“We need to acknowledge and listen to the lived experience of Black, Asian and minority ethnic people in our country, so we can take meaningful action to break down barriers and make our society more equal for everyone.”
Ms Abbott told Sky News: “This is people’s lived experience and it is as if this commission, which was set up by the Tories and by leading Tory advisers who don’t believe in institutional racism at all, is taking us back in the argument for racial justice, not taking us forward.”
And Labour MP David Lammy claimed black Britons were being “gaslighted” by the report.
He said on Twitter: “For my own mental well-being I am not doing media interviews on the race commission today.
“Like so many in Britain’s Black community, I’m tired!
“Tired of the endless debate about whether structural racism exists with little desire to actually address it.
“We are being gaslighted.”
Meanwhile, Labour leader Sir Keir Starmer said there had been “report after report” on the issue and demanded a full race equality act.
He said: “We have had report after report.
“We have seen the disproportionate impact on black and minority ethnic communities of the pandemic.
“I think what we now need to see is a proper acknowledgement of the depth of that, the structural nature of that, but, most of all, to act on the very many recommendations that we’ve had for many years, whether that’s in the business community, at board level, in criminal justice, on the pandemic.
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“I think, in the end, what we need is a race equality act, which is what the Labour Party is committed to.”
The report, commissioned in the wake of the Black Lives Matter movement, questioned the use of the term “institutional racism”.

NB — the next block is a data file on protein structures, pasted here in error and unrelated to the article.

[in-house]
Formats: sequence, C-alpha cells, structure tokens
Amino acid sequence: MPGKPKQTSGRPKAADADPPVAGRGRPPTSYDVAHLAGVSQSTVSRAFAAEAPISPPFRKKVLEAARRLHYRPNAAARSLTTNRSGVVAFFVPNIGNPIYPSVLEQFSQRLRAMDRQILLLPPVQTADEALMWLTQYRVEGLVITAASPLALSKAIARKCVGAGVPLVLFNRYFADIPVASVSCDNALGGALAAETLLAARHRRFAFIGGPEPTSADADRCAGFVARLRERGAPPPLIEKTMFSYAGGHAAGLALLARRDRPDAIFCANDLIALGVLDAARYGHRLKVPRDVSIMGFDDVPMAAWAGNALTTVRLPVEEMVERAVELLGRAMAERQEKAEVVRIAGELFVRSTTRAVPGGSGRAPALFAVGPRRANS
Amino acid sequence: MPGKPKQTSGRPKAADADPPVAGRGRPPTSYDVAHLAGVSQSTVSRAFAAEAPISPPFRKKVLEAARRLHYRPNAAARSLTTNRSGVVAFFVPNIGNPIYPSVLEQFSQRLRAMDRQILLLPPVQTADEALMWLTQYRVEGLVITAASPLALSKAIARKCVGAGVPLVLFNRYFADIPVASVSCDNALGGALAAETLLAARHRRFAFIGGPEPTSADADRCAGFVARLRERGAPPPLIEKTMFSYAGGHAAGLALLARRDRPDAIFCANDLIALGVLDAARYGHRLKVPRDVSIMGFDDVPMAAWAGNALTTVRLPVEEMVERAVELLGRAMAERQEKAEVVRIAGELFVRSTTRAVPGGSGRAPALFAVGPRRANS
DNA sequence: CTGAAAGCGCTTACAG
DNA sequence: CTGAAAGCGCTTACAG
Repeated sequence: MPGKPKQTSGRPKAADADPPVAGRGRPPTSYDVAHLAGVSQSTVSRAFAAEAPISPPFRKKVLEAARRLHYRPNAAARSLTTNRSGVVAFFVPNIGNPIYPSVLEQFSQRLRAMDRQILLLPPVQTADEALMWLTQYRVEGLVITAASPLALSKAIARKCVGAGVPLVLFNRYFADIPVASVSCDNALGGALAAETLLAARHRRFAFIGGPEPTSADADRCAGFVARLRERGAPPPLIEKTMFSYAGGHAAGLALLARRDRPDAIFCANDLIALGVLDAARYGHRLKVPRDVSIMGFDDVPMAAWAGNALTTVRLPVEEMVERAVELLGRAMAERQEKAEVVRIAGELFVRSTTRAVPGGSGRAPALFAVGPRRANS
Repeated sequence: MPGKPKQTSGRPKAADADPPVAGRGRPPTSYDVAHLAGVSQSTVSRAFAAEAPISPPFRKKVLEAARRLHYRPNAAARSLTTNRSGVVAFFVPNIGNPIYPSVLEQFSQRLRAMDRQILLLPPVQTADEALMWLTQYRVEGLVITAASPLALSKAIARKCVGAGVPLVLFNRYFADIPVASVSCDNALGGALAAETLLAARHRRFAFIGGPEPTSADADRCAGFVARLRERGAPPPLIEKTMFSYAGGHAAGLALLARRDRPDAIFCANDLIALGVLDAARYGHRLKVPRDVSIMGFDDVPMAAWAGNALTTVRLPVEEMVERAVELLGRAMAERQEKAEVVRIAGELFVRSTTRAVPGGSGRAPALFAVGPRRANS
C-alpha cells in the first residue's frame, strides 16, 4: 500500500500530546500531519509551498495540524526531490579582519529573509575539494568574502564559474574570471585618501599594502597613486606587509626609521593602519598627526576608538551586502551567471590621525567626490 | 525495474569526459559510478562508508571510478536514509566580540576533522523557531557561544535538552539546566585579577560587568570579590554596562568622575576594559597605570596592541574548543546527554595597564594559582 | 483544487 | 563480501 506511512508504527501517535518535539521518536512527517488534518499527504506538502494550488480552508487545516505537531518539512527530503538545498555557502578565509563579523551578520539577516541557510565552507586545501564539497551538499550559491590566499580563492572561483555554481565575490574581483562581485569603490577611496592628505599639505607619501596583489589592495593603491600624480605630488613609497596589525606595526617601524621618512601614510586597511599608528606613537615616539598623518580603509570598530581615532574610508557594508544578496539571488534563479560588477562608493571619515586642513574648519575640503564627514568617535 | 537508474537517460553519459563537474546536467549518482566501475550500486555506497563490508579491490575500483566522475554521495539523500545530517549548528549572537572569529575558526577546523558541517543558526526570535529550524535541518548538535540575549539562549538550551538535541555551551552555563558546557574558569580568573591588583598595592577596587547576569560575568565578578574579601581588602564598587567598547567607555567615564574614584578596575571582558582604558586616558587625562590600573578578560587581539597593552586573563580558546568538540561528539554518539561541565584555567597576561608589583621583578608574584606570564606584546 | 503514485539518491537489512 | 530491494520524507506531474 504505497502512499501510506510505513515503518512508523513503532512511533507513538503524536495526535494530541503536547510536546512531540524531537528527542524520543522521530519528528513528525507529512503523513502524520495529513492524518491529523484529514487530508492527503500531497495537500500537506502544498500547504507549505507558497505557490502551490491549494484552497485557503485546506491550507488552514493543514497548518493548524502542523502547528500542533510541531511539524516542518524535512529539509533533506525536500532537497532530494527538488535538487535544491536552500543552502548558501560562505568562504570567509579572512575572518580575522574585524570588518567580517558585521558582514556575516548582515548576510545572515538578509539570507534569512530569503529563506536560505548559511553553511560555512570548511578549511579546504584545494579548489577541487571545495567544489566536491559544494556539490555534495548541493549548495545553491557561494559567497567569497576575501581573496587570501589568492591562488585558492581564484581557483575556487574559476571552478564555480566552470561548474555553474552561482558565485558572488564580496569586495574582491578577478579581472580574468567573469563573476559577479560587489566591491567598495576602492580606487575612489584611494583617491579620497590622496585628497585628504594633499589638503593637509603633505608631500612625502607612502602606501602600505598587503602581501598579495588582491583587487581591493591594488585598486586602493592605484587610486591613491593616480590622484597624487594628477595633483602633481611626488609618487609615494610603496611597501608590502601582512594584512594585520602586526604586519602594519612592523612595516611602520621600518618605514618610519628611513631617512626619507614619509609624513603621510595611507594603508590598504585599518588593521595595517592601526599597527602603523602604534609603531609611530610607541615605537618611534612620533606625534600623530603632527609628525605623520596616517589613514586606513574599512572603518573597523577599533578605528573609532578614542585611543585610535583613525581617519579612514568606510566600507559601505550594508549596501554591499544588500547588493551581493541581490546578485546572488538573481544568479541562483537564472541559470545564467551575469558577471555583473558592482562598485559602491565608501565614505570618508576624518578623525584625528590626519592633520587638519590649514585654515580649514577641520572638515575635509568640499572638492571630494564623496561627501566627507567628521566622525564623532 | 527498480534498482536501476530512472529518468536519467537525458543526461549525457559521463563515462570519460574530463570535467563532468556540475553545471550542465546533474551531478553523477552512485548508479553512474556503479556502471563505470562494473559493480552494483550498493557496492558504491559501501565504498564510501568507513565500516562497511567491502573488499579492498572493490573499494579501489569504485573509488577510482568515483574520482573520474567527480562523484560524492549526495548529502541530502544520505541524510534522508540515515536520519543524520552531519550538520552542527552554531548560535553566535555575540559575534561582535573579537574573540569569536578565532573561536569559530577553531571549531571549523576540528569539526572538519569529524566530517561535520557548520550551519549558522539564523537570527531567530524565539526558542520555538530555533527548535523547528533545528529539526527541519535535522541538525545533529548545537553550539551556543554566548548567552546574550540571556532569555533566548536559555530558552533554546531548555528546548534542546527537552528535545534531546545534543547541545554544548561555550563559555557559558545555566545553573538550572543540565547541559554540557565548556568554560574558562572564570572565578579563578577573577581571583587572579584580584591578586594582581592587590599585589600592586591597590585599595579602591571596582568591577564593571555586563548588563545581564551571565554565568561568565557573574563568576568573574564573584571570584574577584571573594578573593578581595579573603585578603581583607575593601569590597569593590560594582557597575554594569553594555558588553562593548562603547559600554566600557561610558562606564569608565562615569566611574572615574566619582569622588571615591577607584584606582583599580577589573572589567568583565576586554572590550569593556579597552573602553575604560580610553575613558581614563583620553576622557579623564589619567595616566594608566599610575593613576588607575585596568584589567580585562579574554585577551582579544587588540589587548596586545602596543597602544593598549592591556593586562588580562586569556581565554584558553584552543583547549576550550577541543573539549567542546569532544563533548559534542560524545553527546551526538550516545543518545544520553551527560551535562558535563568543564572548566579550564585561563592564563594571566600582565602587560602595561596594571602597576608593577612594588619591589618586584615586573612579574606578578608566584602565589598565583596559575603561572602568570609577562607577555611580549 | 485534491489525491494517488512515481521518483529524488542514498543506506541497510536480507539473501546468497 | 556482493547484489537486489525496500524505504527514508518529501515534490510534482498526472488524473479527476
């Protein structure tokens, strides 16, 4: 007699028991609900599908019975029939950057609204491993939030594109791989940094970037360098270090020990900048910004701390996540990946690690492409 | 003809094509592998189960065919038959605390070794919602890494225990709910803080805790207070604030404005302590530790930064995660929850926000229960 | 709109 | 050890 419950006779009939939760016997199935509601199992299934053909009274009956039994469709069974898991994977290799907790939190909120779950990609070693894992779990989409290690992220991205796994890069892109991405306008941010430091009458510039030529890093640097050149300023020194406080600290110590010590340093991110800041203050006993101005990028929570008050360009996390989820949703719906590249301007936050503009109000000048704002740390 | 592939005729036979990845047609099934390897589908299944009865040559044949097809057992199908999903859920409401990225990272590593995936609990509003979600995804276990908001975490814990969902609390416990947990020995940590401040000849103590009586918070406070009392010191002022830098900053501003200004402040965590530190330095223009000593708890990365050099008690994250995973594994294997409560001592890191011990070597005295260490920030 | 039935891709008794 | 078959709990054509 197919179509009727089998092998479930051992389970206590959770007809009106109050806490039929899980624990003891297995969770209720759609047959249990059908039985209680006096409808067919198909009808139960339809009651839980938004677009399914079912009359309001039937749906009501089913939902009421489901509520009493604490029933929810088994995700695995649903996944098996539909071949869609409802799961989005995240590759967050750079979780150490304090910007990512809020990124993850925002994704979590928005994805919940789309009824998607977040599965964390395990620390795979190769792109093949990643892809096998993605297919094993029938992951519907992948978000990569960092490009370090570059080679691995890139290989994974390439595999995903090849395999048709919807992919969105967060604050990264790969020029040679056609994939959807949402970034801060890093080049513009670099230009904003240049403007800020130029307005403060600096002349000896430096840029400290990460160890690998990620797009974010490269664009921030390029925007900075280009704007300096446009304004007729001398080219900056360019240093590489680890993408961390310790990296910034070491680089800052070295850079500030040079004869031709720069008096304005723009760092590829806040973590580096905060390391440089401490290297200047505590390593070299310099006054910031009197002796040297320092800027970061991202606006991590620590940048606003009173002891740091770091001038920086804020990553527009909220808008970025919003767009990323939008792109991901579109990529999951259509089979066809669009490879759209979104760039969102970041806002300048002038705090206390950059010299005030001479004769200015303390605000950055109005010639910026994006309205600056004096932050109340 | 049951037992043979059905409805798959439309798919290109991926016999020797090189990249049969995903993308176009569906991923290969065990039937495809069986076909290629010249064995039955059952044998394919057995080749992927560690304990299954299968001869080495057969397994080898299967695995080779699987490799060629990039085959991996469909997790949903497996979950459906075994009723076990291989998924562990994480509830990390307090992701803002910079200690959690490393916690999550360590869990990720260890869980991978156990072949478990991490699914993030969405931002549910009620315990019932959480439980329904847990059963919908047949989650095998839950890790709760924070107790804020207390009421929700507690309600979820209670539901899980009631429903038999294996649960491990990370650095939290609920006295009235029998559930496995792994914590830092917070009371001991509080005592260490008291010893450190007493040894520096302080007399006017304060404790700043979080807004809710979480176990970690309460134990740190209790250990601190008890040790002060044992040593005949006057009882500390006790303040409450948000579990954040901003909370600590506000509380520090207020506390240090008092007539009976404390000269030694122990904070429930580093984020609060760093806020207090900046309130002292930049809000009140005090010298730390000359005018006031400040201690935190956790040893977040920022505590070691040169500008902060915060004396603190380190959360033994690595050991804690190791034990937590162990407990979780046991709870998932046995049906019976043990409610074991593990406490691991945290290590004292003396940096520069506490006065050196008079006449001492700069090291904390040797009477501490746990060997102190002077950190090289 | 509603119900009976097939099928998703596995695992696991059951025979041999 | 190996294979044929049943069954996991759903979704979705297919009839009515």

It says: “The term is now being liberally used, and often to describe any circumstances in which differences in outcomes between racial and ethnic groups exist in an institution, without evidence to support such claims.
“The Commission therefore feels that misapplying the term racism has diluted its credibility, and thus undermined the seriousness of racism, where it does exist, in contemporary Britain.
“Where ‘institutional racism’ is used too casually as an explanatory tool, it can also lead to insufficient consideration of other factors which are also known to drive such differences in outcomes.”
The report said geography, family influence, socio-economic background, culture and religion all impact life chances more than racism.
In a foreword, commission chairman Dr Tony Sewell said: “Put simply, we no longer see a Britain where the system is deliberately rigged against ethnic minorities.
“The impediments and disparities do exist, they are varied, and ironically very few of them are directly to do with racism.
“Too often ‘racism’ is the catch-all explanation, and can be simply implicitly accepted rather than explicitly examined.”